Full Smile Reconstruction

Full Smile Reconstruction

In this video we’re sharing techniques used for a full dental reconstruction with Dr. Jack Ringer. Our patient, Darryl, has worn teeth on the top and bottom, so we’ll be fitting him for veneers in this video. This includes using a diode laser to remove and shape his gum tissue, as well as taking digital scans for the best final veneers possible

Preparing for a Full Dental Reconstruction Procedure

Unlike most dental procedures that require numbing, we’re going to use a computer-assisted anesthetic. This will inject the anesthetic one drop at a time, and be very accurate. We’re going to be doing a significant amount of work on Darryl today, but he won’t feel it.

And because of the method we’re using to inject the anesthetic for the top nine teeth, the face won’t be numb — just the teeth and gums. (Dr. Ringer placed the injections into the roof of the patient’s mouth.) For the bottom nine, there will be some slight lip numbness, but his tongue won’t be.

Before we begin placing the provisionals, we’ll need to remove some gum tissue with a dental laser. This is due to his gum line and short teeth. This is a simple, painless procedure that can help give Darryl the best results possible on his smile reconstruction.

The last step will be taking measurements and using a digital scanner to take an impression and a digital bite. These files will then head to the lab to make the prototypes.

Using a Diode Laser in Dental Reconstruction

Because of the gum line present in this case, we’re going to remove some of it with a diode laser. Diode lasers give us the chance to remove and shape tissue without pain or bleeding, making them an ideal tool for dental restorations.

Once we ensure that the new gum line is symmetrical, we’ll move onto drilling. Because Darryl has lost a significant portion of the edge of the tooth, Dr. Ringer has chosen to use a “taco shell” veneer that wraps around the edge of the tooth.

Taking Digital Impressions for a Dental Restoration

The next step is to take a digital impression so we can make accurate veneers for Darryl. This is done by drying the teeth and placing a bit of powder. Digital scanners have vastly improved over the past few years, and it’s one of our favorite tools for dental restorations.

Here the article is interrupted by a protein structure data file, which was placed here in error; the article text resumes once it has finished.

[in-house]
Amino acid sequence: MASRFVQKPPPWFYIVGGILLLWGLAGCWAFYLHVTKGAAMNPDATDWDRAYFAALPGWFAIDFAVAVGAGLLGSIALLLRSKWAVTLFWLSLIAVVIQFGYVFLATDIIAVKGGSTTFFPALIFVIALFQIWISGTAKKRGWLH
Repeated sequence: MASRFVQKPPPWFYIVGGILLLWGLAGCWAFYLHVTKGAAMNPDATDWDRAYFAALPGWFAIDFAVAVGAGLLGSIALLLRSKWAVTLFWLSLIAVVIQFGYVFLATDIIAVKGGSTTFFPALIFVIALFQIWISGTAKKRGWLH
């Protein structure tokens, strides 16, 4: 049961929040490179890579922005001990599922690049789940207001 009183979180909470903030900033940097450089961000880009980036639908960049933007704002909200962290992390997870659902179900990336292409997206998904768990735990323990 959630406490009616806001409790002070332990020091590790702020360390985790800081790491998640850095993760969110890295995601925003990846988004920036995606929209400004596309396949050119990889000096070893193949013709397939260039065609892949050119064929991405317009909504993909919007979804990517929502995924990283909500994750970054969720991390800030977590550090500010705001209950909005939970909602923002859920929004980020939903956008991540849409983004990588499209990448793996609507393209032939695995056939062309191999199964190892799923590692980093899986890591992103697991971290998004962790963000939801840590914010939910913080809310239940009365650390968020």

A digital scanner also means no messy impressions and the files can be immediately sent to the dental lab.

Creating the Provisional Veneers for a Dental Reconstruction

Before we can place the final veneers for Darryl, we’re going to place provisionals. These veneers feature a fairly generic shade, but his final veneers will have a beautiful translucent appearance and feature polychromatic shades. (The temporaries used are Bis-acrylic.)

Now that we’ve lengthened his teeth, we’re excited to get Darryl in his final veneers. He started with less than eight millimeters, and ended with around eleven. This alone will give Darryl a major improvement!

Now that we’ve finished with the initial prep, we’re going to send the digital impressions, measurements, and other necessary information for the ceramists to begin making his final veneers. Once this is finished we’ll seat all eighteen veneers, so keep an eye out for that video.

We’re excited to share more videos with Dr. Jack Ringer, but until then you can head to our Video page for additional examples of dental restorations and our favorite tools in use.

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